Robert Scott Stewart reviews Choosing Children: Genes, Disability and Design by Jonathan Glover, in Metapsychology:
It has now been over twenty years since Jonathan Glover published What Sort of People Should There Be, which explored the then brand new field of genetic intervention. At that time, “no philosophers had written on genetic issues and it was widely believed that choosing genes for children was either impossible or at least not even on the horizon. So I had to make it all up myself” (114). In contrast, genetic intervention is now the subject of intense debate from a wide variety of fields, much of it empirically based.
One change to note in particular is the current inclusion in the debate of the narrative voices of people with certain conditions historically classified as disabilities. Ironically, however, these new voices have raised concerns about what used to be the least controversial area of genetic interventions in human reproduction; namely, interventions that would rid (potential) children of certain adverse genetic conditions. While there is still general (though not universal) agreement that we ought to eradicate certain genetic disorders, such as Tay-Sachs disease, sickle-cell anemia, and hemophilia, there is a great deal of controversy regarding what to do regarding genetically based disabilities. Consider, as Glover does, the recent case of Sharon Duchesneau and Candy McCullough, a lesbian couple, both of whom were deaf, who chose a sperm donor with hereditary deafness in order to produce a deaf child. According to them, their action was justified because deafness is not a disability or a disease, it’s merely a difference that is, moreover, worth keeping.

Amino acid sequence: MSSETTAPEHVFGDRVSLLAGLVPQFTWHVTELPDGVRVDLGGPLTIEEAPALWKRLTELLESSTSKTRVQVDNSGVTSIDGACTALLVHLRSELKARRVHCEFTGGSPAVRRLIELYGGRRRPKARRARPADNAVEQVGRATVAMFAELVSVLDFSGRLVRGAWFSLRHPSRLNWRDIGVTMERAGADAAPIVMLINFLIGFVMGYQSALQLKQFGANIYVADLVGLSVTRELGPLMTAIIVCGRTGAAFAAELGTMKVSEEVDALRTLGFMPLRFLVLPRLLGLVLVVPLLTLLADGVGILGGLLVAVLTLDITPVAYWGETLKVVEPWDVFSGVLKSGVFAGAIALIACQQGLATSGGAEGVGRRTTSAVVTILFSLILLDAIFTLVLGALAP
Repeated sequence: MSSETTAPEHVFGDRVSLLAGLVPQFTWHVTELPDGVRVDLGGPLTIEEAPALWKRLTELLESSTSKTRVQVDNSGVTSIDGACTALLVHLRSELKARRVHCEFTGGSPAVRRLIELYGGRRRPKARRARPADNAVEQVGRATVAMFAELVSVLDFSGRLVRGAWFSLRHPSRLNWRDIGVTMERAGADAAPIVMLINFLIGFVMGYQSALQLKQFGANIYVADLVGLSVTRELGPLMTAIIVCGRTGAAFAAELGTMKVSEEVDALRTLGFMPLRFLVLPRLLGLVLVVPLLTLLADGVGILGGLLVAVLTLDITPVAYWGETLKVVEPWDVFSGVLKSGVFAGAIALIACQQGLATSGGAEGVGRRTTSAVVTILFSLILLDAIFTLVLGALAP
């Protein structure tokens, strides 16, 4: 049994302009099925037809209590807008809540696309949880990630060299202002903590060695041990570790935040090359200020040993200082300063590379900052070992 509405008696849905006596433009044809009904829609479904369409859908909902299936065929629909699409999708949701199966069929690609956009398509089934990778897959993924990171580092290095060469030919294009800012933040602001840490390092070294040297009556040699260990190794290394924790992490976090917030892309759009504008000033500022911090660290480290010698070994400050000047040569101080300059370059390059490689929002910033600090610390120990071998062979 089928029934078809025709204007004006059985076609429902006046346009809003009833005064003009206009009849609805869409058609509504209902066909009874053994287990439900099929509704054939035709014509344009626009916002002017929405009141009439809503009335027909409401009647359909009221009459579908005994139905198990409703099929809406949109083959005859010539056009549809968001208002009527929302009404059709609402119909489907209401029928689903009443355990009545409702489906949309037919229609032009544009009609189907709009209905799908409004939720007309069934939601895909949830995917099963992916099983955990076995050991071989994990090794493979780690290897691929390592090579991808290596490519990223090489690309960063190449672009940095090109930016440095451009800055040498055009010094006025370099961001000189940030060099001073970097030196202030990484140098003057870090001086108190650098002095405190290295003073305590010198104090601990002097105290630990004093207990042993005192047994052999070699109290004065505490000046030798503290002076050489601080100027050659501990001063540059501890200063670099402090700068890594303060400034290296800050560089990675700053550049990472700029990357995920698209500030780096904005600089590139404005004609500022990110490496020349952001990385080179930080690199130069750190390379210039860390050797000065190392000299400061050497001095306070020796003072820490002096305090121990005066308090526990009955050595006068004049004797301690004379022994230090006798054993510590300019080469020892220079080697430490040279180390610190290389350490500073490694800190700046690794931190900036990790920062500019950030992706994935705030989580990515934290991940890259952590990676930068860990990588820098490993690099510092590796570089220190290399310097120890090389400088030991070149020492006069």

At the heart of this matter is how we are to define a disability.